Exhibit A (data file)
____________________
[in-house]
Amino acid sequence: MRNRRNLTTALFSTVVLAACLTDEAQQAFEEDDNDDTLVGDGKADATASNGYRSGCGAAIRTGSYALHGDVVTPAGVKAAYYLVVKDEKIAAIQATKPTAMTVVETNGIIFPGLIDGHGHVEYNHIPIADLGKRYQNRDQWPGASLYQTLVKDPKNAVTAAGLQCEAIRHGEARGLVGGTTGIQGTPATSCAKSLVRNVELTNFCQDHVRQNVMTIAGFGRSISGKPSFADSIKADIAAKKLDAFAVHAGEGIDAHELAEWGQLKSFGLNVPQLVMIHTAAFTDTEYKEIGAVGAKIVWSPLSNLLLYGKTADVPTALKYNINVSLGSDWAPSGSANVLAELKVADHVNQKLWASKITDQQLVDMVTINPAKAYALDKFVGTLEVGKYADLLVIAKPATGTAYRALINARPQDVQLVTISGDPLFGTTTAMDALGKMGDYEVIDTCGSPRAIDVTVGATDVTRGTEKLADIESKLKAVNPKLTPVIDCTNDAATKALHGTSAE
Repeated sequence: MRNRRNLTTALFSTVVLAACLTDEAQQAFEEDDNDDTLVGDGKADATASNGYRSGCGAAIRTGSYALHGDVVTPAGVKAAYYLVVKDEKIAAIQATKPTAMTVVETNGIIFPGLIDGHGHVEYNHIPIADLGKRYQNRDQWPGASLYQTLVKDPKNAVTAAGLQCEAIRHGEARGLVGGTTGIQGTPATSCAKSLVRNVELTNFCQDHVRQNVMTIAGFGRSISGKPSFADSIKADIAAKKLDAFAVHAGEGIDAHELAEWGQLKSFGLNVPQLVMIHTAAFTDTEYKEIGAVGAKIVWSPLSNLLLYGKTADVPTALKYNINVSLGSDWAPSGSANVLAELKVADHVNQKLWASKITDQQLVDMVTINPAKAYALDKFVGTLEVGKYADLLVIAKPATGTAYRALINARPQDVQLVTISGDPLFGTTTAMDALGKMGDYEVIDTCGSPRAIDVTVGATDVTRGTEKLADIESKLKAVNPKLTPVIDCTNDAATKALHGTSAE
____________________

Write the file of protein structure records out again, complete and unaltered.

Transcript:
[in-house]
Amino acid sequence: MRNRRNLTTALFSTVVLAACLTDEAQQAFEEDDNDDTLVGDGKADATASNGYRSGCGAAIRTGSYALHGDVVTPAGVKAAYYLVVKDEKIAAIQATKPTAMTVVETNGIIFPGLIDGHGHVEYNHIPIADLGKRYQNRDQWPGASLYQTLVKDPKNAVTAAGLQCEAIRHGEARGLVGGTTGIQGTPATSCAKSLVRNVELTNFCQDHVRQNVMTIAGFGRSISGKPSFADSIKADIAAKKLDAFAVHAGEGIDAHELAEWGQLKSFGLNVPQLVMIHTAAFTDTEYKEIGAVGAKIVWSPLSNLLLYGKTADVPTALKYNINVSLGSDWAPSGSANVLAELKVADHVNQKLWASKITDQQLVDMVTINPAKAYALDKFVGTLEVGKYADLLVIAKPATGTAYRALINARPQDVQLVTISGDPLFGTTTAMDALGKMGDYEVIDTCGSPRAIDVTVGATDVTRGTEKLADIESKLKAVNPKLTPVIDCTNDAATKALHGTSAE
Repeated sequence: MRNRRNLTTALFSTVVLAACLTDEAQQAFEEDDNDDTLVGDGKADATASNGYRSGCGAAIRTGSYALHGDVVTPAGVKAAYYLVVKDEKIAAIQATKPTAMTVVETNGIIFPGLIDGHGHVEYNHIPIADLGKRYQNRDQWPGASLYQTLVKDPKNAVTAAGLQCEAIRHGEARGLVGGTTGIQGTPATSCAKSLVRNVELTNFCQDHVRQNVMTIAGFGRSISGKPSFADSIKADIAAKKLDAFAVHAGEGIDAHELAEWGQLKSFGLNVPQLVMIHTAAFTDTEYKEIGAVGAKIVWSPLSNLLLYGKTADVPTALKYNINVSLGSDWAPSGSANVLAELKVADHVNQKLWASKITDQQLVDMVTINPAKAYALDKFVGTLEVGKYADLLVIAKPATGTAYRALINARPQDVQLVTISGDPLFGTTTAMDALGKMGDYEVIDTCGSPRAIDVTVGATDVTRGTEKLADIESKLKAVNPKLTPVIDCTNDAATKALHGTSAE